Film

Shutter Island: In a Lonely Place

A haunted-house spooker mixed with an obsessed-detective noir, Shutter Island is not a great film. But that doesn't mean it isn't one of Scorsese's best, and one to be remembered.


Shutter Island

Director: Martin Scorsese
Cast: Leonardo DiCaprio, Ben Kingsley, Mark Ruffalo, Emily Mortimer, Michelle Williams, Max Von Sydow, Patricia Clarkson, John Carroll Lynch, Ted Levine, Elias Koteas, Jackie Earl Haley
Rated: PG-13
Studio: Paramount Pictures
Year: 2010
US date: 2010-02-19
Website
Trailer

It's like you can hear the clock ticking in that feverish, scampering brain of his. Martin Scorsese's not that old, but he's not that young. Movies take a long time to make, lots of money and planning, and who knows how much time he's got left? After running the last few years through a divergent array of genres, from the historical epic (The Aviator) to the concert film (Shine a Light), there was a noticeable hole in his resume.

For all Scorsese's delighted use of pulp tropes in the gangster films that made him a household name, those films were always a breed apart, energized more by his personal vision and the electricity being tossed off by his leading men than his impressive internal library of cinematic memories. Even with their cinema-drunk panache, Goodfellas and Mean Streets were ultimately beholden to few other filmmakers. What it came down to was that Scorsese had never knocked out a real genre picture, something that people could go see with some friends on a weekend night for a good scare.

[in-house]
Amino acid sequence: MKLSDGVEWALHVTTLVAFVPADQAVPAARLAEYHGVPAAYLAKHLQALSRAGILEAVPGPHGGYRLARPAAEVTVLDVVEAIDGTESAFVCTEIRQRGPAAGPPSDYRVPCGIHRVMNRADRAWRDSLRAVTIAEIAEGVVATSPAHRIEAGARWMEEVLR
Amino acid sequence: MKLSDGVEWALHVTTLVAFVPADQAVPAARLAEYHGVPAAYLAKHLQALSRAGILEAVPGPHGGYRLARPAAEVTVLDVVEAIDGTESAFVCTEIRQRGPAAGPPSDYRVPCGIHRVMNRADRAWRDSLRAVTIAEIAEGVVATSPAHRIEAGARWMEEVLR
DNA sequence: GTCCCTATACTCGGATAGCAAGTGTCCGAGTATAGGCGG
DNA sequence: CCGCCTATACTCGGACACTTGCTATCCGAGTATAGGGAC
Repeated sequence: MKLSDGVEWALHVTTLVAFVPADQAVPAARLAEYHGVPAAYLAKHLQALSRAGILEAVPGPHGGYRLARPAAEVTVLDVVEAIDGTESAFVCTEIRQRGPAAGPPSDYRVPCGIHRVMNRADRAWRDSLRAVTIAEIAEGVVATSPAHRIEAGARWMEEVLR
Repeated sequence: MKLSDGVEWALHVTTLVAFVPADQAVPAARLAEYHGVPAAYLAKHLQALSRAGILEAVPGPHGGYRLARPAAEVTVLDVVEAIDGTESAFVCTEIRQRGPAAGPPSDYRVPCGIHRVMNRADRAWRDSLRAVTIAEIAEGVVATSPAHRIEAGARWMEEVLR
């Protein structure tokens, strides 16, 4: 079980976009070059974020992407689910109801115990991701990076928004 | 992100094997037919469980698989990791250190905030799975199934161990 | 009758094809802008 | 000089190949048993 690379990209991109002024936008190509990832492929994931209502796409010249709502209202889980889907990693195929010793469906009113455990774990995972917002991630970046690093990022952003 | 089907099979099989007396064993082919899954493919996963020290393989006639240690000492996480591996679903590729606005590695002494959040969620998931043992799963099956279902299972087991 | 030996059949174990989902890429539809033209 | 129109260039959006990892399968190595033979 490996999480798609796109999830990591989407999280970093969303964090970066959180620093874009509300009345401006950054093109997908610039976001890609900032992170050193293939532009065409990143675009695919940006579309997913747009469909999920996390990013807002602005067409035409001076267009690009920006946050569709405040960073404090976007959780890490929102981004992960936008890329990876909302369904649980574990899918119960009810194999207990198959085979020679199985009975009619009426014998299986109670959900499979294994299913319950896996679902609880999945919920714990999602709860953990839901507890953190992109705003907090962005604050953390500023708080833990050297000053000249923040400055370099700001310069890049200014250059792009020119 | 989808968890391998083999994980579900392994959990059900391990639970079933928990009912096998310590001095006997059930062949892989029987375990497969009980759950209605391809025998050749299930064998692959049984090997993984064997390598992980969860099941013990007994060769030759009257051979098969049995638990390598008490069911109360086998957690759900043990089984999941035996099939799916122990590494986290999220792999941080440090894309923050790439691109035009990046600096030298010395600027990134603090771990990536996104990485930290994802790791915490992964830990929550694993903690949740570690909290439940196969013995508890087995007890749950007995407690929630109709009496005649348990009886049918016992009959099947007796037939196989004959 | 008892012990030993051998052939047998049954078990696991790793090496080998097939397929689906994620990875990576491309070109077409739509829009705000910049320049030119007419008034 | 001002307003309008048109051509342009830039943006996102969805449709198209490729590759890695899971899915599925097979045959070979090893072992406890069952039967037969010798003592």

So it was that, armed with recent viewings of classic noir films of obsession like Laura, Crossfire, and Out of the Past -- cut with yellow-journalist gut-punches like Shock Corridor and revelatory documentaries like Titicut Follies for verisimilitude -- Scorsese took Dennis Lehane's B-flick-inspired novel Shutter Island and made a real monster of a film.

Leonardo DiCaprio, as federal marshal Teddy Daniels, is introduced to us puking his guts out. He's on a tin cup of a ferry that comes out of the mist, fittingly, like a ghost on a mission. At his side is his new partner, a trusting and caring sort by the name of Chuck (Mark Ruffalo). Up ahead of them is the Boston Harbor island housing the Ashecliffe Hospital for the criminally insane.

Teddy's mission is to figure out what happened to inmate Rachel Solando, a woman who murdered her three children. She has spent her incarceration at Ashecliffe pretending she's at her Berkshires home and that all the orderlies and guards are servants, deliver people, or what you have you. Somehow she escaped from a locked cell, without anybody seeing a thing, and though the island is surrounded by steep cliffs and miles of stormy sea, she hasn't turned up.

It's 1954 and everybody's on edge, Teddy most particularly. Although he claims sea-sickness, you get the sense it could be anything that would send him teetering over the edge. He's a pillar of nerves, all flop sweat and badly-kept secrets. It's at times like this that one should thank the heavens that Scorsese found himself a new leading man -- no matter his age, there is simply no way that De Niro could have made this level of vulnerability believable.

Scorsese keeps the nervousness ramped high throughout Teddy's expertly staged introduction to the island. From the island dock, where gun-toting, slit-eyed guards wait with rifles at the ready, to the hospital's inner quadrant, where chained inmates hobble about with fixed, "run, now" stares, the screws are always tightening. The island itself is made for fear, bristling with bad juju and overgrown with dark-green woods and nineteenth century fortifications. It's a paranoid's playground.